On 14 July 2023, the UN Human Rights Council concluded its 53rd Session in Geneva. Over four weeks, States have held debates and passed resolutions on a wide range of human rights issues, contributing to an elaborate set of international standards for the right to freedom of expression.
ARTICLE 19 worked to promote the right to freedom of expression and interrelated rights throughout the session, including taking part in negotiations on a resolution on new and emerging digital technologies. We also presented a number of statements, including on sustainable development, digital, media and information literacy, and repression of protests, as well as on country-specific concerns in Belarus, Iran and Myanmar.
We closely followed and responded to a new regressive resolution on countering religious hatred constituting incitement to discrimination, hostility or violence, which ultimately aims to reintroduce language on the defamation of religions and risks undermining the consensual, positive action plan to combat religious intolerance achieved in the landmark Resolution 16/18.
We highlight the details of the resolutions we followed closely at the session below.
New and emerging digital technologies
Austria, Brazil, Denmark, Morocco, Singapore and South Korea led the adoption of a substantive resolution on new and emerging digital technologies and human rights, with a focus on artificial intelligence. We welcome the resolution, now in its second iteration, which aims to ensure a comprehensive, holistic, and inclusive approach to addressing the challenges and impacts of new technologies on human rights.
This new resolution at its core highlights the importance of respecting, protecting and promoting human rights throughout the lifecycle of artificial intelligence systems. Crucially, in line with our advocacy calls, it stresses that certain applications of artificial intelligence ‘present an unacceptable risk to human rights’. We have also found that certain technologies, such as emotion recognition technologies, carry enormous potential for harm and can never meet the narrowly-defined tests of necessity, proportionality, legality, and legitimacy. We urge States and private companies to put this language into action by ensuring human rights due diligence during the conception, design, use, development, and further deployment of new technologies, including banning those that cannot be operated in compliance with international human rights law.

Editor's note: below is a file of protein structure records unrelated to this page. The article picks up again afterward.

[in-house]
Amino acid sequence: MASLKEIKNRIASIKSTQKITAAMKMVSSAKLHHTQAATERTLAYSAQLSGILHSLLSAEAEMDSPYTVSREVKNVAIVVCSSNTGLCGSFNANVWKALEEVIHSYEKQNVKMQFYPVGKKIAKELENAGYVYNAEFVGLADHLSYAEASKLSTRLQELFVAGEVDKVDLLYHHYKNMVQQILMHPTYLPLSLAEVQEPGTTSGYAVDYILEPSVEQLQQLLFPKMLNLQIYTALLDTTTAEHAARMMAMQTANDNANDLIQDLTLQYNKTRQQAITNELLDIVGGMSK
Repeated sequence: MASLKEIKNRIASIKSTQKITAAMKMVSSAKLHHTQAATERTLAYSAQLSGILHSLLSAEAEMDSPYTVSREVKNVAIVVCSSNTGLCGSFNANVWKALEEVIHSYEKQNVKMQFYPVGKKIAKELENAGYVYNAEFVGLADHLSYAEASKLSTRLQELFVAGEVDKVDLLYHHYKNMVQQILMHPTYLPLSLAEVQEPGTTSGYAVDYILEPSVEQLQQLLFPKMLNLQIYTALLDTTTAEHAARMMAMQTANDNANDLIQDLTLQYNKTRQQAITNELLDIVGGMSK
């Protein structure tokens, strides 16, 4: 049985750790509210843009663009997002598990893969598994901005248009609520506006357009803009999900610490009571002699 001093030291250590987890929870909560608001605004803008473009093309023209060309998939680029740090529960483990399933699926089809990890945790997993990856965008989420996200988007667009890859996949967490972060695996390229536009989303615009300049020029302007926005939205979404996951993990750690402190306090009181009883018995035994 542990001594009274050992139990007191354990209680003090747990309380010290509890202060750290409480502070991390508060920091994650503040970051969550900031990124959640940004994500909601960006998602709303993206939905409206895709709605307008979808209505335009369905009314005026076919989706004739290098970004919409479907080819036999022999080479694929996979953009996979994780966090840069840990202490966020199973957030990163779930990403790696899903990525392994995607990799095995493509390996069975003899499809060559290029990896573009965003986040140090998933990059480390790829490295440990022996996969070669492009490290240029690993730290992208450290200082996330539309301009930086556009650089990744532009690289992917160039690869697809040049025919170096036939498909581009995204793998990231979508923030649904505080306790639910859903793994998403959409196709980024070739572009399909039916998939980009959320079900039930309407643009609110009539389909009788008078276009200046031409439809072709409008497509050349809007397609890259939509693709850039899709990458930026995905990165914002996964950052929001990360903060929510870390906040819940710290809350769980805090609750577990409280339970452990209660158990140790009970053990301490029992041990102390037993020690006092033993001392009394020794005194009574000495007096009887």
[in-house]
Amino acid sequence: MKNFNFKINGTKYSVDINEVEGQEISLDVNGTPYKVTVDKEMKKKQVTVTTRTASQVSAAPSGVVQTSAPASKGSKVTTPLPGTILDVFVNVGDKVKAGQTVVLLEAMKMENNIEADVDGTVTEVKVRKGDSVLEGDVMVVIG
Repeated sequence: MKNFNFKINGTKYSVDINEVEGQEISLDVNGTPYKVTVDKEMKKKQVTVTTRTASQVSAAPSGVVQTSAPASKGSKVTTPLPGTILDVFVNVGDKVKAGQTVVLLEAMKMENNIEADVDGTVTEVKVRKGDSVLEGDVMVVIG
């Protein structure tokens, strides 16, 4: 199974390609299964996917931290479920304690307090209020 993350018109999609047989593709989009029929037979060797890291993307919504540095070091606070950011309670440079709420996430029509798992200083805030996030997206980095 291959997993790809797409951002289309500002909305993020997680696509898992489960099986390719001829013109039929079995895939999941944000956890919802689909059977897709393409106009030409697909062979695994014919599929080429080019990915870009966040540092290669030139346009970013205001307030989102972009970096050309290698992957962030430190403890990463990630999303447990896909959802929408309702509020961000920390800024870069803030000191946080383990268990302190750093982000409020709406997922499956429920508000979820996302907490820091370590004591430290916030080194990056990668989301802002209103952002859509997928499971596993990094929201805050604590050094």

We also welcome that the resolution mandates an enhanced role of the Office of the High Commissioner in providing expertise on the human rights implications of new and emerging digital technologies, including artificial intelligence, to other UN bodies, mechanisms, and processes. We think bolstering existing expertise will be vital in ensuring a consistent human rights-first approach to a growing number of UN initiatives relevant to this topic. We call on the Council to ensure that the Office of the United Nations High Commissioner for Human Rights (OHCHR) has the capacity and resources it needs to fulfil this role.
Pakistan, on behalf of the Organisation of Islamic Cooperation (OIC), responding to instances of the burning of the Holy Qur’an in recent weeks, tabled an urgent debate and regressive resolution titled ‘countering religious hatred constituting incitement to discrimination, hostility or violence’. We believe that this resolution is fundamentally problematic and regret that it was adopted with 28 votes in favour and only 12 votes against adoption, with 7 abstentions. The initiative was announced well into the third week of the session, leaving little opportunity for meaningful consultation and negotiations amongst delegations and civil society. Nonetheless, we actively took part in negotiations, issued a joint letter to delegations, and made a joint statement during the urgent debate.
We are committed to countering religious hatred constituting incitement to discrimination, hostility or violence. However, this resolution is ultimately not about the protection of individuals, but the protection of religious books and symbols that do not enjoy protection under international human rights law. While the burning of holy books is considered disrespectful and offensive by many, this is not an act of incitement in and of itself. These acts should only be challenged through open space for dialogue, debate, and dissent – not criminalisation of the defamation of religions or similar restrictions. These prohibitions fuel division and religious intolerance by shutting down interfaith dialogue, and can facilitate and legitimise horrifying human rights violations against religious minorities.
In 2011, the Council adopted Resolution 16/18, a landmark achievement that set out a consensual action plan for addressing religious intolerance. This resolution replaced divisive calls to combat defamation of religions in favour of a positive agenda driven by the understanding that the rights to freedom of expression, freedom of religion or belief, and equality are mutually dependent and reinforcing. By invoking language on the defamation of religions, this new resolution critically undermines this consensual action plan and puts over a decade of progress in jeopardy.
We urge States to tackle religious intolerance through reaffirming their commitment to Resolution 16/18 and other consensual action plans, such as the Rabat Plan of Action, and to strongly resist any further attempts to invoke language on the defamation of religions. We remind States that blasphemy laws are fundamentally out of line with international standards for the right to freedom of expression and call for the repeal of such legislation. We stand ready to continue our work with all States, including those within OIC, to tackle the rise of hate against persons on the basis of their religion or belief.